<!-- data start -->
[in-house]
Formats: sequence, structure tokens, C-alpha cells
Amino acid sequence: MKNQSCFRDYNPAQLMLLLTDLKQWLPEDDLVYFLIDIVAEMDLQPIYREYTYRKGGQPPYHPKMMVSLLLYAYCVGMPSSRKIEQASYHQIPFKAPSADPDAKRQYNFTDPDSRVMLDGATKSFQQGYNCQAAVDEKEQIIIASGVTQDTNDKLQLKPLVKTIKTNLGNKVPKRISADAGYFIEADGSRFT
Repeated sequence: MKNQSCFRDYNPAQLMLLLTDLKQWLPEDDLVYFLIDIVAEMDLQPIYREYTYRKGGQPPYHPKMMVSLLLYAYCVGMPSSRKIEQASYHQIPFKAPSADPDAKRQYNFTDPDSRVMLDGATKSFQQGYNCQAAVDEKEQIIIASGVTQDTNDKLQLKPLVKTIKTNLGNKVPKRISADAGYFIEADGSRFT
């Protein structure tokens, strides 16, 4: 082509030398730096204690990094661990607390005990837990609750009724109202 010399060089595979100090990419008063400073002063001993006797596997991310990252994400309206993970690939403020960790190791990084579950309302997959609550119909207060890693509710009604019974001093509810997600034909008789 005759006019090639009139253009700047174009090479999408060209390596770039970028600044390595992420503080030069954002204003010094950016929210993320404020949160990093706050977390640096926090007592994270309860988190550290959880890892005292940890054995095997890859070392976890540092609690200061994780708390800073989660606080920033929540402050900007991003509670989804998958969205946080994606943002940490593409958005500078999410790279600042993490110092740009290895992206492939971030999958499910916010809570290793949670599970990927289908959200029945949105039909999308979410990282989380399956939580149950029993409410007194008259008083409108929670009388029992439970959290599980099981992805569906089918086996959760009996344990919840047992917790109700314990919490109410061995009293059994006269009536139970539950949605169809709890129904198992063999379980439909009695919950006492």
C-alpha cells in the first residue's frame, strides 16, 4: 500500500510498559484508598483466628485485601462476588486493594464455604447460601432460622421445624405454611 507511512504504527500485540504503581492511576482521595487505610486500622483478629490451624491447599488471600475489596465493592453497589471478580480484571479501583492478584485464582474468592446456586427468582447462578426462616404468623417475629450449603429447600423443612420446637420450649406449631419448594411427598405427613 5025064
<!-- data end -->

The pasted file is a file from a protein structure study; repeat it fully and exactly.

[in-house]
Formats: sequence, structure tokens, C-alpha cells
Amino acid sequence: MKNQSCFRDYNPAQLMLLLTDLKQWLPEDDLVYFLIDIVAEMDLQPIYREYTYRKGGQPPYHPKMMVSLLLYAYCVGMPSSRKIEQASYHQIPFKAPSADPDAKRQYNFTDPDSRVMLDGATKSFQQGYNCQAAVDEKEQIIIASGVTQDTNDKLQLKPLVKTIKTNLGNKVPKRISADAGYFIEADGSRFT
Repeated sequence: MKNQSCFRDYNPAQLMLLLTDLKQWLPEDDLVYFLIDIVAEMDLQPIYREYTYRKGGQPPYHPKMMVSLLLYAYCVGMPSSRKIEQASYHQIPFKAPSADPDAKRQYNFTDPDSRVMLDGATKSFQQGYNCQAAVDEKEQIIIASGVTQDTNDKLQLKPLVKTIKTNLGNKVPKRISADAGYFIEADGSRFT
């Protein structure tokens, strides 16, 4: 082509030398730096204690990094661990607390005990837990609750009724109202 010399060089595979100090990419008063400073002063001993006797596997991310990252994400309206993970690939403020960790190791990084579950309302997959609550119909207060890693509710009604019974001093509810997600034909008789 005759006019090639009139253009700047174009090479999408060209390596770039970028600044390595992420503080030069954002204003010094950016929210993320404020949160990093706050977390640096926090007592994270309860988190550290959880890892005292940890054995095997890859070392976890540092609690200061994780708390800073989660606080920033929540402050900007991003509670989804998958969205946080994606943002940490593409958005500078999410790279600042993490110092740009290895992206492939971030999958499910916010809570290793949670599970990927289908959200029945949105039909999308979410990282989380399956939580149950029993409410007194008259008083409108929670009388029992439970959290599980099981992805569906089918086996959760009996344990919840047992917790109700314990919490109410061995009293059994006269009536139970539950949605169809709890129904198992063999379980439909009695919950006492």
C-alpha cells in the first residue's frame, strides 16, 4: 500500500510498559484508598483466628485485601462476588486493594464455604447460601432460622421445624405454611 507511512504504527500485540504503581492511576482521595487505610486500622483478629490451624491447599488471600475489596465493592453497589471478580480484571479501583492478584485464582474468592446456586427468582447462578426462616404468623417475629450449603429447600423443612420446637420450649406449631419448594411427598405427613 5025064